There's an ongoing discussion on COCAN on how to make errors explicit in function signatures (the proposed solution is to go exceptionless). I will not delve on why I do not think this is a standard that should be adopted. Instead we will explore a very lightweight solutions that preserves the stack unwinding capability of exceptions whilst making the possible errors explicit in the signatures of the function.
When one of our function is applied there we can have either one of two possible outcomes: everything goes right or we are left over with an error (notice the cheap mnemonics). Now if we get rid of exceptions we want our return types to be able all this information. To do so we mimics Haskell's either type:
In case you haden't caught my subtle hintsis used to hold results and to hold errors.
For our short example we shall have a limited number of possible errors:
that can be thrown in an exception:
(Allthough I may not be using any unsafe features of OCaml I am actually exploiting a bug in the type-checker here. The absence of this hack would make one of our functions a little less precise).
Ideally we'd want to choose functions should raise an exception or return a wrapped value. This choice has to be made at function application. Bearing this in mind our external interface is:
The idea behind this implementation is to use a phantom type attached to a value we shall pass along. This phantom type will be unified with every single single value we might raise thus acting as a "collector" for all the possible exceptions. Without further ado let proceed:
The typeis our collector. It can only be created via the function. and are rather self explanatory, might come as more of a surprise: it is used to get the returned values from one our function. It ensures the possible errors of the called functions are unified with the "collector" of the callee. The internal interface does not expose functions like because it discards the possible error cases.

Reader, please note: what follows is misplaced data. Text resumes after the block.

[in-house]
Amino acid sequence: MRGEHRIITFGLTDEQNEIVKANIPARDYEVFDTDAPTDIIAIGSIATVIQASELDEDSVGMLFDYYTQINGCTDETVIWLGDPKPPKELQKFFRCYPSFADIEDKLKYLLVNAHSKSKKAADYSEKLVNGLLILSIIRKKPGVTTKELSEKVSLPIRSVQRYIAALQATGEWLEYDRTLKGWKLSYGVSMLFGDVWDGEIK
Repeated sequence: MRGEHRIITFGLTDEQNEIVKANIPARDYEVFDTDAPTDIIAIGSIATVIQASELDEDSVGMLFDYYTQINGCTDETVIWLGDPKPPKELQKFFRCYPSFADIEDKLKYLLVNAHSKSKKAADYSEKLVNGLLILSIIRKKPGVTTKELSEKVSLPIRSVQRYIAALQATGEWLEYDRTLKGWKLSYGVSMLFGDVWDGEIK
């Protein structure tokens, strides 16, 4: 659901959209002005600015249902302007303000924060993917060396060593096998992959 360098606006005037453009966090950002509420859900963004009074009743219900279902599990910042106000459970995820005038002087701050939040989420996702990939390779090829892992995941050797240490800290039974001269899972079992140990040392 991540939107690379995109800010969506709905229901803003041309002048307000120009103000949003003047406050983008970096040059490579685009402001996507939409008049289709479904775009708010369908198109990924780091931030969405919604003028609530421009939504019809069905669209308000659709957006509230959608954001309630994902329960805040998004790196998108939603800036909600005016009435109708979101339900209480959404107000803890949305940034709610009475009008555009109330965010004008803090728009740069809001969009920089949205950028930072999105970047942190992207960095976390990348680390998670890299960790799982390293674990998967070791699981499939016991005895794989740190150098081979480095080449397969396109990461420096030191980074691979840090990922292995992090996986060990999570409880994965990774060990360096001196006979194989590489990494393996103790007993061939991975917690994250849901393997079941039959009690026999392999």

Our interfaces being set we will now present an implementation. It has been stated at the beginning of this post that we want it as lightweight as possible. Since we will (ab)use the identity functions let's get it out of the way:
We are not using the more efficient externalfunction because it is, in essence, not type safe. If we consider that the unit value is a value that carries no information (the type being inhabited by only one value) and the identity function is a function that does nothing our implementation really doesn't do much:
Let's take our shiny new modules for a test run. The types commented are the inferred types and thus the most general ones.
Even though this actually works it does not scale well to multiple modules. It should be considered as a proof of concept rather than serious code.
As there name imply exception should be used to handle exceptional cases. A well designed library should only throw exception when it encounters an error or a bug. Exception should only be used for error recovery (they might be used internally for hacks such as bugtracking but should never trickle out of the library). It seems cumbersome to impose the callee of library functions to handle a long trail of more and more exotic error cases.
Talking about haskell, an interesting read is 8 ways to report errors in Haskell. It gives a good overview on how messy and uncoherent error reporting can get.